Still, Moore was looking to push forward with her music. She had an album written and basically ready to record, but it wasn't going anywhere yet. During the same Elle interview, she said, "I don't know. It's depressing. Maybe it will come out this year? Maybe next? I think my label is expecting a poppier, mainstream-type thing from me. It's been so long since I was singing 'Candy' and driving in a green Beetle. But I know there's so much of, like, middle America that still thinks of me that way."

She wasn't tabloid material

Moore didn't have a terrible period of rebellion caught by the Hollywood tabloids. What's the reason for that? It's simple: she's an old soul. When Moore was 22 years old, Cosmopolitan asked her about her relationship with fellow actor Zach Braff, whom she was dating at the time; he was nine years older than her. She was honest with her answer, saying, "I've never really put much thought into it. I don't think I even knew how old he was when we first started going out. I don't feel 22. My girlfriends are all in their 30s." Moore continued, "They say I'm like an old woman. I feel like a 65-year-old in a 22-year-old's body. There's a huge part of my life that I've skipped over [she started performing professionally at 15],but I'm fine with it. I go to bed early. I also say things like 'jeez Louise.' And I think I dress like an old woman." Everything Moore said makes her even cooler in my book.

Adding princess to her resume

In 2010, a 26-year-old Moore was able to add a new job to her resume: princess. Okay, maybe not a real princess, but close enough. The actress voiced Rapunzel in Disney's animated film Tangled. So what was the experience like for Moore? She spoke with Collider about it, saying, "It was a lot of fun. I never had the opportunity to do something quite like this. I felt like it really… engaged that side of me that is a huge fan of musicals and dream about doing a musical one day." And what's the hardest part of playing a princess? Moore said, "I would say the only challenging part was employing that bit of acting in the music and the singing that I didn't really think about until I was there in the moment, in the studio, going, 'Oh, okay, right,' I'm not just suddenly being Mandy and singing. You know, I have to be Rapunzel and so there is a sense of maintaining this character that was really interesting to me."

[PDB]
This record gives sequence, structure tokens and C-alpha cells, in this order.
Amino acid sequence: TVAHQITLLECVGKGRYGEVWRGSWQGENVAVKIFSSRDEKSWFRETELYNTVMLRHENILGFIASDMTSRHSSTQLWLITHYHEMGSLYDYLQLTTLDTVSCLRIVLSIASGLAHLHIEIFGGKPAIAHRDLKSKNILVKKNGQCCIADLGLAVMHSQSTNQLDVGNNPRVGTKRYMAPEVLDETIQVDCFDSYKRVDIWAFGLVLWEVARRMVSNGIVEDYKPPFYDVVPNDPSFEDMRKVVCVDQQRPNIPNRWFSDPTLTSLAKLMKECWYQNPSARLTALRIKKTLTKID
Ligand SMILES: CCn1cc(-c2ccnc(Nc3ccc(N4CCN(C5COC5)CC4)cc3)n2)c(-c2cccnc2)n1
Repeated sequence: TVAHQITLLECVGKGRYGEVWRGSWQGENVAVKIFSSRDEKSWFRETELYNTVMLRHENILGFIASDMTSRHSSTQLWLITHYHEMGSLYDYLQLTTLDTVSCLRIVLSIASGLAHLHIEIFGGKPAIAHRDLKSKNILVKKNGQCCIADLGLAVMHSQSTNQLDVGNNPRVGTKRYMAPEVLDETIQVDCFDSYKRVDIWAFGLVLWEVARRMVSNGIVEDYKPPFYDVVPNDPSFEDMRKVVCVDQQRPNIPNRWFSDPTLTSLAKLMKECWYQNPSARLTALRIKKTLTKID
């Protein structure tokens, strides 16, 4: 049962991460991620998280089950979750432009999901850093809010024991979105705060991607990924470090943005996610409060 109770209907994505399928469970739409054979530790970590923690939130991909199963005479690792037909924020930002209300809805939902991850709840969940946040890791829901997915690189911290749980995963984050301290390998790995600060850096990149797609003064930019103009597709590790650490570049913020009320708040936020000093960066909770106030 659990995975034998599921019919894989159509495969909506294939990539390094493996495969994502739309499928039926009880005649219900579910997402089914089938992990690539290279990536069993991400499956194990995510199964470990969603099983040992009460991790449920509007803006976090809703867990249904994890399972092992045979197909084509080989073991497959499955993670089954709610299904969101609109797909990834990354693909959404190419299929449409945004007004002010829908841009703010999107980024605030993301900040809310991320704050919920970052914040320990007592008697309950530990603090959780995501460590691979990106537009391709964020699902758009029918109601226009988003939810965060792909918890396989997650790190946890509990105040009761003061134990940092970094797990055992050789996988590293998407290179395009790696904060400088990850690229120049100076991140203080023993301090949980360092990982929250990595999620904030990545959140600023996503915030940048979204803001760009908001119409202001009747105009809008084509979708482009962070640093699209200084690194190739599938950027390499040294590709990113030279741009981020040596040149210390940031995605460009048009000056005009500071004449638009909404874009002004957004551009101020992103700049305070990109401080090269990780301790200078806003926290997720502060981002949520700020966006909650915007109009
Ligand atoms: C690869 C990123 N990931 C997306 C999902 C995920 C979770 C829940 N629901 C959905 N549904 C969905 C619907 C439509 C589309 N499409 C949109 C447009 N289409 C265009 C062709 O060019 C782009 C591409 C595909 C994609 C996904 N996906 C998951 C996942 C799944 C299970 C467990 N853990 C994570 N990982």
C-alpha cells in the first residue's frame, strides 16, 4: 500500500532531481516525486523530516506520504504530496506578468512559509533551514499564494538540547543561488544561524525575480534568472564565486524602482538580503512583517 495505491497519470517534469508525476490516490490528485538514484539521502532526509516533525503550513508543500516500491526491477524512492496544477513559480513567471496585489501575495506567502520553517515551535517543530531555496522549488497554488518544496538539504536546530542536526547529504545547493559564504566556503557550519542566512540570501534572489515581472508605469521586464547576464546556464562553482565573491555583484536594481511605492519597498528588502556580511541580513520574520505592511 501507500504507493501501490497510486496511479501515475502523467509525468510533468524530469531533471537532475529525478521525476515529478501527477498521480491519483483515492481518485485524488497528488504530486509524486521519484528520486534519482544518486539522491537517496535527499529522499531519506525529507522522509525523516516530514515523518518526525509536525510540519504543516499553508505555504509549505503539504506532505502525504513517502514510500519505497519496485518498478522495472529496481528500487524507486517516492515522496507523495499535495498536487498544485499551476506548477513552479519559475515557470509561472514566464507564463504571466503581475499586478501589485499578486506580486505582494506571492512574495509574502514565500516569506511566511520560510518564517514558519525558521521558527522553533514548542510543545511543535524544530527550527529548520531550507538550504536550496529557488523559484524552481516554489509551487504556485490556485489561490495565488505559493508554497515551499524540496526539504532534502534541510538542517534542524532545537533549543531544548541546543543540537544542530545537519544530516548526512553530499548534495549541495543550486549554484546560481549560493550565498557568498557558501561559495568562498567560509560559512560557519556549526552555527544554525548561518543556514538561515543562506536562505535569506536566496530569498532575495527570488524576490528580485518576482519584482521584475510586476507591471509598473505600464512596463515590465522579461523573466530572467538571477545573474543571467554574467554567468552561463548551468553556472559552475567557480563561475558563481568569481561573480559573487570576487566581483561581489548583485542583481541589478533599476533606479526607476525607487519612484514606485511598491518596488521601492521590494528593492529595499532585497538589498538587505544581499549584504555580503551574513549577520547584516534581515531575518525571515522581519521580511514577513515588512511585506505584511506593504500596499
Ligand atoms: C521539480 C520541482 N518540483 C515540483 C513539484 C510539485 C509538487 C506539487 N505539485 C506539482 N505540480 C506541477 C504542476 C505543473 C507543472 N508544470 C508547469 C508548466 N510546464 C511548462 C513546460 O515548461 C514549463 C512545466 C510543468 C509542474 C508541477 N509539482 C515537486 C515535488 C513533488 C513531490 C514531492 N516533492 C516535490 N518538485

She gave her voice to an important campaign

Even with Moore's busy schedule, she took the time to be involved with a cause that was important to her. In 2012, the 28-year-old spoke with Women's Health about her decision to work with the Gynecologic Cancer Foundation (GCF) on a new campaign called Reality Check: What Young Women Don't Know About Cervical Cancer. Moore admitted to not knowing many facts about cervical cancer before GCF reached out to her. But after reading up, she knew she wanted to help. She told the magazine, "When I learned that it's the second leading cause of cancer death in women in their 20s and 30s in the United States, I was like, 'Well, this is a pretty big deal, and this is definitely a cause that is worth getting behind.' As a young woman, I wanted to spread the word to other young women out there that we have the power to protect ourselves against cervical cancer."